Take the 2-minute tour ×
Server Fault is a question and answer site for professional system and network administrators. It's 100% free, no registration required.

I am hoping someone can explain in simple terms, what it really means that windows XP will be end of life?

It looks like SP2 is already not being patched, but maybe SP3 is going to be patched up until 4/18/2014?

So I assume that means there will be windows update patches available until that date?

What happens after that, no patches at all?

That means the potential for hacks, virus, etc. are greatly increased?

share|improve this question

We're looking for long answers that provide some explanation and context. Don't just give a one-line answer; explain why your answer is right, ideally with citations. Answers that don't include explanations may be removed.

add comment

4 Answers 4

up vote 9 down vote accepted

I won't speak to WHEN it will happen, since the date has fluctuated...but to answer your questions and help make this question a canonical for this topic that is sure to pop up a lot...

So I assume that means there will be windows update patches available until that date?

MS will continue to release new patches/updates for XP until that date. Existing patches/updates will continue to be available afterwards. See the next answer for more details.

What happens after that, no patches at all?

Microsoft will still allow you to update XP with any patches it has released up to the date that support officially stops.

"This means that after the 8th April 2014, you'll still be able to use Windows Update to download all existing security patches. This is important, as if you re-install Windows XP, you should still apply all of the existing patches in order to make the base operating system as secure as it should be."(1)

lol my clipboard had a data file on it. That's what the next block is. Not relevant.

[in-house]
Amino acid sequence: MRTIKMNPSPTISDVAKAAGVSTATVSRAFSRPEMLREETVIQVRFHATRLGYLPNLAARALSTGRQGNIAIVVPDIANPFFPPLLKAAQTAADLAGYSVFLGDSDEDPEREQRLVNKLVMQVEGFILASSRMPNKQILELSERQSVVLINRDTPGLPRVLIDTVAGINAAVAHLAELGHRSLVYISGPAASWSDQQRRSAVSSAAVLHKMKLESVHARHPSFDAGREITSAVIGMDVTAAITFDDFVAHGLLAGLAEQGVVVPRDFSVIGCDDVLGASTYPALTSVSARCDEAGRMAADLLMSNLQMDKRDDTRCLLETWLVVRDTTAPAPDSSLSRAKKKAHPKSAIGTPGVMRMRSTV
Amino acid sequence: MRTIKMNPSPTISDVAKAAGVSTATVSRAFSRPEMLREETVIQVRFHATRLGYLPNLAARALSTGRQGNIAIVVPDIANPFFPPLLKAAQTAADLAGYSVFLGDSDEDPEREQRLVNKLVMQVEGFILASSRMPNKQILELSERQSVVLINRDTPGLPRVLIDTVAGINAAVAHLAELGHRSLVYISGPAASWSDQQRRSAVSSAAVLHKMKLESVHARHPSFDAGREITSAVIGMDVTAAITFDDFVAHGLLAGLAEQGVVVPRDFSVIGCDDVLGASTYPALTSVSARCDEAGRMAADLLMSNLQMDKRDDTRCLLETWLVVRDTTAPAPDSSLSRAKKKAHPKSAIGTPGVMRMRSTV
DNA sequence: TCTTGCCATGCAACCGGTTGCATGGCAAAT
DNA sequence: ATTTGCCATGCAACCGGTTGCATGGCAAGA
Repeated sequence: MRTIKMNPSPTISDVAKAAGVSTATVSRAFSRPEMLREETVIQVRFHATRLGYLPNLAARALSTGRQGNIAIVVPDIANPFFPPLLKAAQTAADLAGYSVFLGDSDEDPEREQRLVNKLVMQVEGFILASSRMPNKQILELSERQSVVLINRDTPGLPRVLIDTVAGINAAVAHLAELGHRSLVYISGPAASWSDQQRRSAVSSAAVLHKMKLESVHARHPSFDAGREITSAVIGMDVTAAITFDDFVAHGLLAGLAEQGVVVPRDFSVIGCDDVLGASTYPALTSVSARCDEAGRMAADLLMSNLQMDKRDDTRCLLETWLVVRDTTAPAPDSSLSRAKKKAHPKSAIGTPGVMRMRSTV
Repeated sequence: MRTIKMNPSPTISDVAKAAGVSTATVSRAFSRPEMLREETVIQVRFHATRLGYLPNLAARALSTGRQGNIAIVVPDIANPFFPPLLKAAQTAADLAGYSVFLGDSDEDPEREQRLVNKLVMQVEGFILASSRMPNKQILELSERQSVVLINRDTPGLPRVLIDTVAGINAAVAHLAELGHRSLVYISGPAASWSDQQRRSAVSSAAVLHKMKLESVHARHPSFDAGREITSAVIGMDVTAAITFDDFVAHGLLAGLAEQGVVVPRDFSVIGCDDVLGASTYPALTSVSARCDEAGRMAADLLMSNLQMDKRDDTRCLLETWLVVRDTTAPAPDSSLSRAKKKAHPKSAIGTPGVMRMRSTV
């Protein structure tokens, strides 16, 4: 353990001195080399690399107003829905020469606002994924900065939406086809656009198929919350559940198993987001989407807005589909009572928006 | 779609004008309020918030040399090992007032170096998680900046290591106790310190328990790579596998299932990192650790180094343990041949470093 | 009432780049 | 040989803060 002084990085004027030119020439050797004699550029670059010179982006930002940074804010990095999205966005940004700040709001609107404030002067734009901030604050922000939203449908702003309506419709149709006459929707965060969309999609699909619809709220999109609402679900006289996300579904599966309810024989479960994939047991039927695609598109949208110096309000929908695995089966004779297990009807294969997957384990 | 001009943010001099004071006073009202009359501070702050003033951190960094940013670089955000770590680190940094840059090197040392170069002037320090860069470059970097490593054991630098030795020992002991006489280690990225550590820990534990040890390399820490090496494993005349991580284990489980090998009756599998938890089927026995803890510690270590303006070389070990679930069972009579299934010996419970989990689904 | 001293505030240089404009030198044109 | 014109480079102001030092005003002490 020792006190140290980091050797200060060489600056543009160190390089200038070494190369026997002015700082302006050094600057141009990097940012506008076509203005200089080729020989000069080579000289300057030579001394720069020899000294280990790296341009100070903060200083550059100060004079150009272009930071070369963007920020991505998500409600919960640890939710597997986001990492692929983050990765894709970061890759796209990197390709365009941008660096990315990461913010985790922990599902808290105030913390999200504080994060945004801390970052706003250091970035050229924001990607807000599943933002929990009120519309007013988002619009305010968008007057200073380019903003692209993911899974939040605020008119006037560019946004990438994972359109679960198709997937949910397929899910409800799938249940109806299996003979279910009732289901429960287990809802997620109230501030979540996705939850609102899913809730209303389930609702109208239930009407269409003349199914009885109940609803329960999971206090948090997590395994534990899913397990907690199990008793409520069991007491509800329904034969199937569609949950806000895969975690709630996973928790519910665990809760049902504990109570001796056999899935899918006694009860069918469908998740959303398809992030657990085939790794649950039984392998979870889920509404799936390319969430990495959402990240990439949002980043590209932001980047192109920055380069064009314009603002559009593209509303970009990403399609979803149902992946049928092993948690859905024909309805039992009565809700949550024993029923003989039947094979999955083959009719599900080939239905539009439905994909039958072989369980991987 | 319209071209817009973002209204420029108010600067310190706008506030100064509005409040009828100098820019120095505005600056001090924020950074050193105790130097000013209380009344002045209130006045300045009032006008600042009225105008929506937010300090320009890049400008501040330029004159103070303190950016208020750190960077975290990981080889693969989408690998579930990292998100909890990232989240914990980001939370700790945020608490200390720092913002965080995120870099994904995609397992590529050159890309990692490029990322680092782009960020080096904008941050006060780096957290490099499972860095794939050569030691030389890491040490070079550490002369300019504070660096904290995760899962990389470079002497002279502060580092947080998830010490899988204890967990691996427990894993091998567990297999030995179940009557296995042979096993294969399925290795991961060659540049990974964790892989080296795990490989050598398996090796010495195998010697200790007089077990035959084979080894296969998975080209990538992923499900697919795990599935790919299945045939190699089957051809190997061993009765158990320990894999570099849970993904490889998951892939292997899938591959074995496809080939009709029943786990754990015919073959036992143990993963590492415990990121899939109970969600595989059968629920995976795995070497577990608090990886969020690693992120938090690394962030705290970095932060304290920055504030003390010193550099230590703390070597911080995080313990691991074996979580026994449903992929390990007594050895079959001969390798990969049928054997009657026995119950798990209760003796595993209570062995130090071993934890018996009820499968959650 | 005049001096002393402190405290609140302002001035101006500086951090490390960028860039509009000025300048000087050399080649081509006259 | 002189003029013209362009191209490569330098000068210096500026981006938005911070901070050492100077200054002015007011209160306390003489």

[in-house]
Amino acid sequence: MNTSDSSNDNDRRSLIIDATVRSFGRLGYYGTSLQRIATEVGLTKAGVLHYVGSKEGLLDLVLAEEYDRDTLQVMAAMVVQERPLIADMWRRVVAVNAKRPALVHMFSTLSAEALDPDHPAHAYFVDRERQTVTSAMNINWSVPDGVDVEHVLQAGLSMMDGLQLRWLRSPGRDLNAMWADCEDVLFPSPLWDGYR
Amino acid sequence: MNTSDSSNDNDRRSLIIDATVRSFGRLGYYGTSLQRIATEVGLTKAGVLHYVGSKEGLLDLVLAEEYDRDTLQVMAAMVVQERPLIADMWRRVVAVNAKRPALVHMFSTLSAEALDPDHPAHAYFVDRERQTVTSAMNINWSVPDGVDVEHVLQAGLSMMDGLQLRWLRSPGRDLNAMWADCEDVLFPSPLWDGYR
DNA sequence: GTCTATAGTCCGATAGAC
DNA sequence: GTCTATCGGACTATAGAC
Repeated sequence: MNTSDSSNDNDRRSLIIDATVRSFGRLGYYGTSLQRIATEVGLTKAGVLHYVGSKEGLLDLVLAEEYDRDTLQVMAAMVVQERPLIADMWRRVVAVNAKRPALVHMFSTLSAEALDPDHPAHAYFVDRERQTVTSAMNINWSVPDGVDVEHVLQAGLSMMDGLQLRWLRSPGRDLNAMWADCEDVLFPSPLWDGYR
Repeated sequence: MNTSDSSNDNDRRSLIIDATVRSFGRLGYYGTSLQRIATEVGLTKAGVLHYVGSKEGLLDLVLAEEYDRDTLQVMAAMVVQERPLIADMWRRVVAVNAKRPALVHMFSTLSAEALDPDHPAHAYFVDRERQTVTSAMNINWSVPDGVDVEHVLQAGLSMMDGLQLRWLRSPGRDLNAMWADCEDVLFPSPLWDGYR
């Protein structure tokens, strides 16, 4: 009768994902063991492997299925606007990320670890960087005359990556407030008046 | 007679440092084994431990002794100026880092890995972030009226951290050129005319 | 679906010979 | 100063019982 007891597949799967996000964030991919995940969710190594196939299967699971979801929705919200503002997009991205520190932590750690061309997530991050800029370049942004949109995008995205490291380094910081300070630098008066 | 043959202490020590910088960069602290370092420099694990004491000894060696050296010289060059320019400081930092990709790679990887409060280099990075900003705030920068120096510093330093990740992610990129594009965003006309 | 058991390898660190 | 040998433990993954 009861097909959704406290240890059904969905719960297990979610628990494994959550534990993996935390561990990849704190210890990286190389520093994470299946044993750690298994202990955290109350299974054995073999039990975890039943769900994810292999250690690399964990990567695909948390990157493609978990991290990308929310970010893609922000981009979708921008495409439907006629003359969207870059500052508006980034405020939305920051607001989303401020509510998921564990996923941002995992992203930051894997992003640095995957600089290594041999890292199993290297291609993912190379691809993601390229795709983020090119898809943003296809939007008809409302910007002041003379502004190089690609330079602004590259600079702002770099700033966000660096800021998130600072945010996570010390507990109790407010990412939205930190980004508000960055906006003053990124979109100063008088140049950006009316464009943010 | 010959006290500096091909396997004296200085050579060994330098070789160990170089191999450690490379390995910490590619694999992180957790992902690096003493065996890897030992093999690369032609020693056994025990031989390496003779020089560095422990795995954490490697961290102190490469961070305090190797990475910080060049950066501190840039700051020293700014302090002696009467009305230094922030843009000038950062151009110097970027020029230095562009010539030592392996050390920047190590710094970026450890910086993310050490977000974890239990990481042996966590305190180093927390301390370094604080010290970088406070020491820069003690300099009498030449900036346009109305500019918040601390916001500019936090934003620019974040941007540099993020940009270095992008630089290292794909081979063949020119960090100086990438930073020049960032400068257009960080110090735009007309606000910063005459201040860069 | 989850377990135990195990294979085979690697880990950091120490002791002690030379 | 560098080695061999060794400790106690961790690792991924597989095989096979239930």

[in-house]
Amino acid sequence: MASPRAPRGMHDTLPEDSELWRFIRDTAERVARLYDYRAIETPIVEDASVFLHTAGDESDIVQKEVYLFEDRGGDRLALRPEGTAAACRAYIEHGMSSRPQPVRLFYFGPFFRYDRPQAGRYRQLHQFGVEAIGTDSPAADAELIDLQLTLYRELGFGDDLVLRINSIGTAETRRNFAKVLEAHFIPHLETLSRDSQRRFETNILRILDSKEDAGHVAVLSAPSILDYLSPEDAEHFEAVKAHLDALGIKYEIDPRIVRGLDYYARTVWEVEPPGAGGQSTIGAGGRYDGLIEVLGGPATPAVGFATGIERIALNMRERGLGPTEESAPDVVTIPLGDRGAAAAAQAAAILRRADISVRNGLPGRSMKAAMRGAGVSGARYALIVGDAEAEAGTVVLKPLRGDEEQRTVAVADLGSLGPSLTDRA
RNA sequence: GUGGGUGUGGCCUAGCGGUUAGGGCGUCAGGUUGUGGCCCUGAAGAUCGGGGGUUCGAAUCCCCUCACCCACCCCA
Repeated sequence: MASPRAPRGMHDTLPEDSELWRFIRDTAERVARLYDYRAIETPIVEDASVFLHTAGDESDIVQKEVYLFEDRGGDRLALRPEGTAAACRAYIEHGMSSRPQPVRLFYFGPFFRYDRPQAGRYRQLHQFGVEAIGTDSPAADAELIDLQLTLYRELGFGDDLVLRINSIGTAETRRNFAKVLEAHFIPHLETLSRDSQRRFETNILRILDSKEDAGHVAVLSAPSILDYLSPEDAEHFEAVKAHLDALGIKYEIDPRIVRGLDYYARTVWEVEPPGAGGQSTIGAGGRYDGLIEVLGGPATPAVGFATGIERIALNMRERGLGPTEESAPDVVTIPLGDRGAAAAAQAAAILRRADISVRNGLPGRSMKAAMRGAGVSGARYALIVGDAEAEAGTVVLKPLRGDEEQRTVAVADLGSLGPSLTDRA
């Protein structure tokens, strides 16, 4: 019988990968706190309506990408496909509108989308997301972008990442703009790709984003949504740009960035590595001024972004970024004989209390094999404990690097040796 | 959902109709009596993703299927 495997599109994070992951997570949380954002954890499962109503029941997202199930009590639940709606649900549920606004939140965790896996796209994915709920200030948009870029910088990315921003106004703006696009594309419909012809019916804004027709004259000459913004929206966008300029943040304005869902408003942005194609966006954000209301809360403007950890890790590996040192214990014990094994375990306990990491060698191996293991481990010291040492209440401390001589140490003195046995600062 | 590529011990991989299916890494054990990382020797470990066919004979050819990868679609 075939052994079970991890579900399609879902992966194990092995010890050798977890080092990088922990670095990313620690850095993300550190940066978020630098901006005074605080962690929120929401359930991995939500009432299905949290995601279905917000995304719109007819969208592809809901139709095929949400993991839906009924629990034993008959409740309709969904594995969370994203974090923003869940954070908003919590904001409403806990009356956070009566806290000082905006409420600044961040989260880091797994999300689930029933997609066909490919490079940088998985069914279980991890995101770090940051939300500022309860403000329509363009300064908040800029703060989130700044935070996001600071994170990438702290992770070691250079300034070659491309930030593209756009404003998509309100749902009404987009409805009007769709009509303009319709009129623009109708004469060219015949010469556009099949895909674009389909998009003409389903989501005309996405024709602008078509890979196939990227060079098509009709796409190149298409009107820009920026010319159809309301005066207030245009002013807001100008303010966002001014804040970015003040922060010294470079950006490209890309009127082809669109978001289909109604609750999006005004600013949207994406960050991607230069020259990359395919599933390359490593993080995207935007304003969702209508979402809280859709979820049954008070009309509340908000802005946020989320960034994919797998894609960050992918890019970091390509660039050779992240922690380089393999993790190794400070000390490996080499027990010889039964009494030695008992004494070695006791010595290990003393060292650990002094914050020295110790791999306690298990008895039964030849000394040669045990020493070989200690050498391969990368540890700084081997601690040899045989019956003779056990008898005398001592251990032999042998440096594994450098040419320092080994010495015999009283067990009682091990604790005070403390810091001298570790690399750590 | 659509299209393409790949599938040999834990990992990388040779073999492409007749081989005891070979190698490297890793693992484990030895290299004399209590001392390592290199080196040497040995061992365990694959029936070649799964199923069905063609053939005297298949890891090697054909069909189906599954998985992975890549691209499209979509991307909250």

The important thing here is to at least get all your existing XP computers patched properly, which should have been happening all along. Don't get hacked with an exploit that came out 2 years ago!

if you are willing to pony up the money, Microsoft does offer "CUSTOM SUPPORT" to companies/governments/etc. willing to pay for it. The price isn't set in stone though, and is pretty exorbitant:

"Microsoft understands that local laws, market conditions, and support requirements differ around the world and differ by industry sector. Therefore, Microsoft offers custom support relationships that go beyond the Extended Support phase. These custom support relationships may include assisted support and hotfix support, and may extend beyond 10 years from the date a product becomes generally available. Strategic Microsoft partners may also offer support beyond the Extended Support phase. Customers and partners can contact their account team or their local Microsoft representative for more information."2